Nicholas: Having been in an environment where K-pop is largely a sub-genre, it’s very interesting to now have “Gangnam Style” bring K-pop into the mainstream. There are local paper articles talking about how the song and its dance have become staples at the nightclubs, as well as the stream of parodies that have followed. Add to that how the song is often heard blasting from someone’s MP3 player, and it’s safe to say that “Gangnam Style” has made K-pop vaguely cool in many circles. And how everybody seems to like doing that horse-riding dance in front of me.
Still I would not say the song is helping to make K-pop the jam of choice of the world. After the initial craze, there has been little follow-up by anybody on other songs within K-pop (or come to think of it, the “Gangnam Style” follow up). For what it’s worth, the whole thing might appear like the “Nobody” craze not too long ago, where the world also enjoyed a Korean hit, leading to delusions of grandeur, which then led the song to being overplayed, making it really uncool.
Also, this might be different from the friends you know, but there are some people in my circle who consider this song very overrated, for how it seemed to make K-pop an open secret, and being nothing new for the seasoned listeners. A good analogy would be how one has paid his/her dues to enter a rather exclusive club, only to have the nouveau riche come in a few months later, crash the party and then leave.
Maryse: Before “Gangnam Style” came about, my colleagues barely paid any attention to K-pop even though we work in a TV station that deals a whole lot with music — in fact, music is all we deal with; especially Asian music. However, 2 weeks after the song’s release, I hear it every single day in the office without fail and lunch time chatter has since been about Psy’s music video and him “taking over the world”.
And like what Nicholas said, K-pop is pretty much a sub-genre in Singapore, and it’s immensely popular towards the younger age group. But I find it pretty amazing to witness how older people who used to detest or show no interest in K-pop, get fascinated by Psy’s “Gangnam Style” MV and have actively been sharing the video with their friends; I even walked past an adult in his 40s sharing the music video to his friend while heading to a mall the other day.
By the looks of it, this craze doesn’t seem to be dying down any time soon with parodies popping up every other day. So if Psy and YG continues building up and riding along this wave the right way, Psy could very much be the only K-pop act that will manage to successfully cross over to the United States. Things seem to look positive for him anyway — rumours of him signing to Justin Bieber‘s agency is getting me all excited for his possible American debut.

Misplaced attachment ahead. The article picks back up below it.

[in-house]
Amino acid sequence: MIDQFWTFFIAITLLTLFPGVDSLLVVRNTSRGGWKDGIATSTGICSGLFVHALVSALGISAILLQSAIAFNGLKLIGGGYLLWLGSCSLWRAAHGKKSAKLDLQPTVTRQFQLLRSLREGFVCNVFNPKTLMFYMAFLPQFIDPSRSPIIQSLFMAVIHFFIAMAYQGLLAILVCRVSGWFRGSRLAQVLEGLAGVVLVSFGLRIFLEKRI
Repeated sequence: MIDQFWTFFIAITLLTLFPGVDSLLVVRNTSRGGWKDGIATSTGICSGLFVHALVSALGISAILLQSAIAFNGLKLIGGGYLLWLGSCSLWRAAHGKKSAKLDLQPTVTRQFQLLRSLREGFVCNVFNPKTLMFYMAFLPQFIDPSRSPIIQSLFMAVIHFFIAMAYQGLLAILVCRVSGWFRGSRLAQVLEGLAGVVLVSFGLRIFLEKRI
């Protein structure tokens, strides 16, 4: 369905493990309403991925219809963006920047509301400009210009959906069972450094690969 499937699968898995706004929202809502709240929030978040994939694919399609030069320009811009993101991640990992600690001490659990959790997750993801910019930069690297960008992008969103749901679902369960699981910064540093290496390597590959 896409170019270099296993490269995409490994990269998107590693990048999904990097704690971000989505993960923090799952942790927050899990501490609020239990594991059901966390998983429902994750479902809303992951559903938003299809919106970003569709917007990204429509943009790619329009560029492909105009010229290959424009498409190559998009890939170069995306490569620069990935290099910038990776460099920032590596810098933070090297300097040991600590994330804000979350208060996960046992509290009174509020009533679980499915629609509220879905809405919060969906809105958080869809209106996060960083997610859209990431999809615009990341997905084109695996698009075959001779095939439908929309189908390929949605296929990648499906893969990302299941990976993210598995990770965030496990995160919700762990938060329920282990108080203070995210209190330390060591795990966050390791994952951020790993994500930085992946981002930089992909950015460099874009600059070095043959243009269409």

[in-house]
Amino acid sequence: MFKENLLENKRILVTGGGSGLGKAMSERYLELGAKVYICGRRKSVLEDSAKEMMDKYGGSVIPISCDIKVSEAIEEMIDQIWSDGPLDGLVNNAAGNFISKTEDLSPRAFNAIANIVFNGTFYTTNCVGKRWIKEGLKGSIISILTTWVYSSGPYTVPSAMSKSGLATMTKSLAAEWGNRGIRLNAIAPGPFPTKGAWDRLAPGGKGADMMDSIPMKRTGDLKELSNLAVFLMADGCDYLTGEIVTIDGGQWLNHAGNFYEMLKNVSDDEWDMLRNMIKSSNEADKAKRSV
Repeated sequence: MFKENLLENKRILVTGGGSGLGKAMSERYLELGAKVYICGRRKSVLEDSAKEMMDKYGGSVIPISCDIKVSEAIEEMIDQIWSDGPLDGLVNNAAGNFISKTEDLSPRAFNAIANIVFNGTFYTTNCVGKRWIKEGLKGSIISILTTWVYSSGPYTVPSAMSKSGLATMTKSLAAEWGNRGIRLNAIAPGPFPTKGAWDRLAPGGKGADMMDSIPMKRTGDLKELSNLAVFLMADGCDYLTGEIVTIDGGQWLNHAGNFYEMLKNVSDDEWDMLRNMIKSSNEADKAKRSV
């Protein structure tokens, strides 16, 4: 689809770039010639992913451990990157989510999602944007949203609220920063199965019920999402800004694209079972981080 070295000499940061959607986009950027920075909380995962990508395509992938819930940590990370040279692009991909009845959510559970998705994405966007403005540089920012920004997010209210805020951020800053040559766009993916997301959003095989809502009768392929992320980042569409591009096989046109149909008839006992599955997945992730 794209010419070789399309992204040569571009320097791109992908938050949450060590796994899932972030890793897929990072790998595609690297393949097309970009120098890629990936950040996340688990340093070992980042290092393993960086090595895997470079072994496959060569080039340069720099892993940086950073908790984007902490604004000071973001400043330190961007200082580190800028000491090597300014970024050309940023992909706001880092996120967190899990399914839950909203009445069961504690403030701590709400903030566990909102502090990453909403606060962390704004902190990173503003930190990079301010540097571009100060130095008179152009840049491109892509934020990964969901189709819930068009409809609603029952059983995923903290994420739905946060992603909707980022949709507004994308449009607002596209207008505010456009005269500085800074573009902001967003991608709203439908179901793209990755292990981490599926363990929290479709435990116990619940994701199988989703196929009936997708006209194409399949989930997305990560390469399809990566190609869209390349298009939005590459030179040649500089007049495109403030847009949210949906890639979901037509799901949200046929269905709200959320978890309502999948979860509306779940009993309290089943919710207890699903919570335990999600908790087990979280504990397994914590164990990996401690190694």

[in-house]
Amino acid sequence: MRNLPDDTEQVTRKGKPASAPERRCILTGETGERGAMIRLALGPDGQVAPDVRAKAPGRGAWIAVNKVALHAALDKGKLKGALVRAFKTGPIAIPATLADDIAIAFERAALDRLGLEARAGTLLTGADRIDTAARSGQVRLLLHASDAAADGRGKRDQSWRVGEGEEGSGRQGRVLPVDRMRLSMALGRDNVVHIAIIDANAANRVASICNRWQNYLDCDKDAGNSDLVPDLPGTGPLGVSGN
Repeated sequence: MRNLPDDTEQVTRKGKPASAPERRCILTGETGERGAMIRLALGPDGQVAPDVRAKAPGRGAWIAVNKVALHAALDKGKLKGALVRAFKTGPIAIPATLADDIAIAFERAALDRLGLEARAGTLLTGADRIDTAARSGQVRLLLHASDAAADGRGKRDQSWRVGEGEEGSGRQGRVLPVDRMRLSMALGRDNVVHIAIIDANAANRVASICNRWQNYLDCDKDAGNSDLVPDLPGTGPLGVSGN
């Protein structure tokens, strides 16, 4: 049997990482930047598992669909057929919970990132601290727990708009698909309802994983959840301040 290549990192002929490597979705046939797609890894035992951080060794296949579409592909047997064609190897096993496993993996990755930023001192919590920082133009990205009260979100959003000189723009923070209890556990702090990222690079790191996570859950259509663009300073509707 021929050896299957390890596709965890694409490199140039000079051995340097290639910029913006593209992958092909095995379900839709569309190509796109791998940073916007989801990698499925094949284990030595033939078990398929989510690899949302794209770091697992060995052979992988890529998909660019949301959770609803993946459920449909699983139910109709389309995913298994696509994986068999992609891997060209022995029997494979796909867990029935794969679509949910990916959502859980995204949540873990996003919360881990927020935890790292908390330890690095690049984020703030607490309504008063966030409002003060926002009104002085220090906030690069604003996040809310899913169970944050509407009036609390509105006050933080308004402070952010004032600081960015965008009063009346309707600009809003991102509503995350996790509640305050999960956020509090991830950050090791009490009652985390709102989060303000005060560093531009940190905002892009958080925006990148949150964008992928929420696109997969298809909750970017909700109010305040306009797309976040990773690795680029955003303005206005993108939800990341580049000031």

And yes, Ellen and Psy needs to happen.
Ambika: I haven’t actually run into “Gangnam Style” or anything Psy-related in my normal life. Other than the links I find to parodies or news like Psy’s impromptu dancing at the Dodger’s Stadium, I haven’t encountered any sudden converts to K-pop or recognition of it outside the people I already know are into K-pop.
I’m inclined to agree with others that this is just a passing craze. While it might incur some interest into K-pop, I doubt it’ll be anything substantial because Psy’s type of music, or at least that which “Gangnam Style” advertises, isn’t the type that most K-pop groups are doing. Though there’s always the possibility that those other types are attractive to some of those viewers that Psy pulls in. Like Gaya, I think there will be a lasting effect if Psy signs to a U.S. label and seriously pursues music in the U.S. It’ll probably depend on his next song in the U.S. (should the signing happen) and whatever success or failure it garners. Though I wonder if Psy does sign with a U.S. label if that would inspire American companies to look to K-pop groups or companies for talent to bring over.
Johnelle: In my daily non K-pop life there hasn’t been much “Gangnam Style” other than a couple of FB friends reposting the video as “South Korea’s Electric Slide.” I have been getting notices almost everyday though about some new article about how “Gangnam Style” is taking over the world, a cover of the MV, or other celebrities doing the horse riding dance.
As far as how the ‘virality’ of “Gangnam Style” will effect K-pop I think there are positive and negative aspects. Of course the positives is the exposure that K-pop is getting due to the attention that PSY’s “Gangnam Style” is generating. Because people are interested and enjoying “Gangnam Style” they get curious about K-pop in general and they start looking up other K-pop acts and bam! You get another K-pop fan. The negative aspect of the exposure is that “Gangnam Style” is not indicative of your average K-pop song and people might get the wrong impression because of that. “Gangnam Style” is a fun, dance song and has comedic roots in both the song and MV, but I would hate for those new to K-pop to expect the genre to be a joke.